Prof. Dr. László Székelyhidi
Applied Mathematics, Institute of Mathematics, Universität Leipzig
László Székelyhidi was selected for the 2018 Leibniz Prize for his important research in the theory of partial differential equations. The methods he developed have enriched the interchange between geometry and analysis in mathematics. His new insights have a significance far beyond his own research area, for example in the understanding of Euler equations in hydrodynamics and elasticity theory in continuum mechanics. Euler equations have posed a major challenge in mathematics for over 200 years. Together with Camillo De Lellis, Székelyhidi has developed new approaches to the construction of non-smooth solutions to Euler equations. These led to a complete proof of Onsager’s conjecture, which states that solutions below a certain Hölder continuity do not conserve energy but can reduce or, in a non-physical way, increase it. In the field of elasticity theory in continuum mechanics, Székelyhidi, in his doctoral thesis, succeeded in constructing a polyconvex variation problem with an extremal that cannot be differentiated at any point. In collaboration with Daniel Faraco he achieved another scientific breakthrough with a compactness result, which is closely related to Morrey’s conjecture.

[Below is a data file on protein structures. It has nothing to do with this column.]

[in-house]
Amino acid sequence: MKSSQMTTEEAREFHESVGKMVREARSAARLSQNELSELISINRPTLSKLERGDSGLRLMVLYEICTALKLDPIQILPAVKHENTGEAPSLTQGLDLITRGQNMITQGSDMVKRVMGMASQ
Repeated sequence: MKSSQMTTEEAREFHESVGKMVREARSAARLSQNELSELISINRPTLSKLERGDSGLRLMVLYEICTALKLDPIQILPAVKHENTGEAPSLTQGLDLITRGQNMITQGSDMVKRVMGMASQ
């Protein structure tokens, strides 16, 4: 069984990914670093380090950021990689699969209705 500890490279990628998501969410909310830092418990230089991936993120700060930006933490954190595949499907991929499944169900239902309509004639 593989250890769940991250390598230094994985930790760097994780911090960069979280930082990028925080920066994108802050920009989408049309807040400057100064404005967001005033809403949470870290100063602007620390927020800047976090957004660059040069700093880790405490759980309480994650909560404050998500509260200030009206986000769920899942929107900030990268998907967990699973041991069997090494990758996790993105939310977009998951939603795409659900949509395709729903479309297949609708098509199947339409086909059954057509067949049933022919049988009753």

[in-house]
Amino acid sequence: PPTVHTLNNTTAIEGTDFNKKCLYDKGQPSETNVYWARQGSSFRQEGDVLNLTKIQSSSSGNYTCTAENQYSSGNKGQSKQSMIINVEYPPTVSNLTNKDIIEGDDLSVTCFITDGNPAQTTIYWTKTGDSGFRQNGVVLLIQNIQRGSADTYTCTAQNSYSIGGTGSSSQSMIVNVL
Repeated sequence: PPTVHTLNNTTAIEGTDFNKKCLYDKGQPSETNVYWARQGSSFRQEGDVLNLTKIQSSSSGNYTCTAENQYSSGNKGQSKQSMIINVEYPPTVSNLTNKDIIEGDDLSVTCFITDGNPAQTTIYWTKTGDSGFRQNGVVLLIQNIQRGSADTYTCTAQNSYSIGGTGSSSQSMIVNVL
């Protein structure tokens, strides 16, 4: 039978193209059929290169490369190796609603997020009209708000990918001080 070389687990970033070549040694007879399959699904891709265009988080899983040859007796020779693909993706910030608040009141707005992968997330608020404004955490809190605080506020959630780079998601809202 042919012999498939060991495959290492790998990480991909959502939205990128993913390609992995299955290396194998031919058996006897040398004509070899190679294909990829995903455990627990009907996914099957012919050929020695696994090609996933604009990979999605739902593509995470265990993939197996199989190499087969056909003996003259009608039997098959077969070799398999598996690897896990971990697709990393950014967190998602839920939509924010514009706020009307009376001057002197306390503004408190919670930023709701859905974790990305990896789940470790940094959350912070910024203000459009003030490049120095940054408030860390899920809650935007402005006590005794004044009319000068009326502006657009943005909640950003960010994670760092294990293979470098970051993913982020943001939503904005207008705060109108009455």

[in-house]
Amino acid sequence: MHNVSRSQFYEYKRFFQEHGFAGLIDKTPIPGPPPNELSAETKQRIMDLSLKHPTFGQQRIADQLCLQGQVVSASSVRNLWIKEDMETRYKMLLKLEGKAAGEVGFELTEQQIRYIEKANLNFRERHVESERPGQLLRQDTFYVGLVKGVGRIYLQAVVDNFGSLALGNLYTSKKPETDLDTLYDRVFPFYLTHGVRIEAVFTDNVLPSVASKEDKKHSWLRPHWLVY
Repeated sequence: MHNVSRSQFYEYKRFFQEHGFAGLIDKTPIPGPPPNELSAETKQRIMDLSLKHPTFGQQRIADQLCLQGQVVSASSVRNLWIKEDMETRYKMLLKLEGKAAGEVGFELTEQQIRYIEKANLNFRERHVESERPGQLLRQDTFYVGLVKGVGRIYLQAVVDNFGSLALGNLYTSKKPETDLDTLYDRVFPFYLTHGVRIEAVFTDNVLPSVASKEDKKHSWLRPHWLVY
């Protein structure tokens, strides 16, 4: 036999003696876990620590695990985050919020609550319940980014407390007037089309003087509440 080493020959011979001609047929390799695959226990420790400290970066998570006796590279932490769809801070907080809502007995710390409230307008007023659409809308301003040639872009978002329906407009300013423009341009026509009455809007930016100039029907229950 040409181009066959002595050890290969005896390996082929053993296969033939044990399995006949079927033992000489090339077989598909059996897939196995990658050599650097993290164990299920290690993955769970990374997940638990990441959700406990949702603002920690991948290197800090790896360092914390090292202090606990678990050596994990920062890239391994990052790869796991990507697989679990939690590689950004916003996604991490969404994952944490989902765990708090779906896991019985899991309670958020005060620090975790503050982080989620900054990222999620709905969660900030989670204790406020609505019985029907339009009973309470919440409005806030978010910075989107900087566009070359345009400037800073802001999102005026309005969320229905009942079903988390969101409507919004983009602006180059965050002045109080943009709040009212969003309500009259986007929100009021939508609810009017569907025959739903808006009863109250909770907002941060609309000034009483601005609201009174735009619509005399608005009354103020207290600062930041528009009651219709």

László Székelyhidi studied mathematics at Oxford University and wrote his dissertation in the natural sciences at the Max Planck Institute for Mathematics in Leipzig. In 2003 he earned his doctorate from the University of Leipzig, which was followed by research stays at Princeton University and ETH Zurich. In 2007 he was appointed professor at the University of Bonn and since 2011 he has held a professorship at the Institute of Mathematics at the University of Leipzig. In 2017 he was awarded a Consolidator Grant from the European Research Council.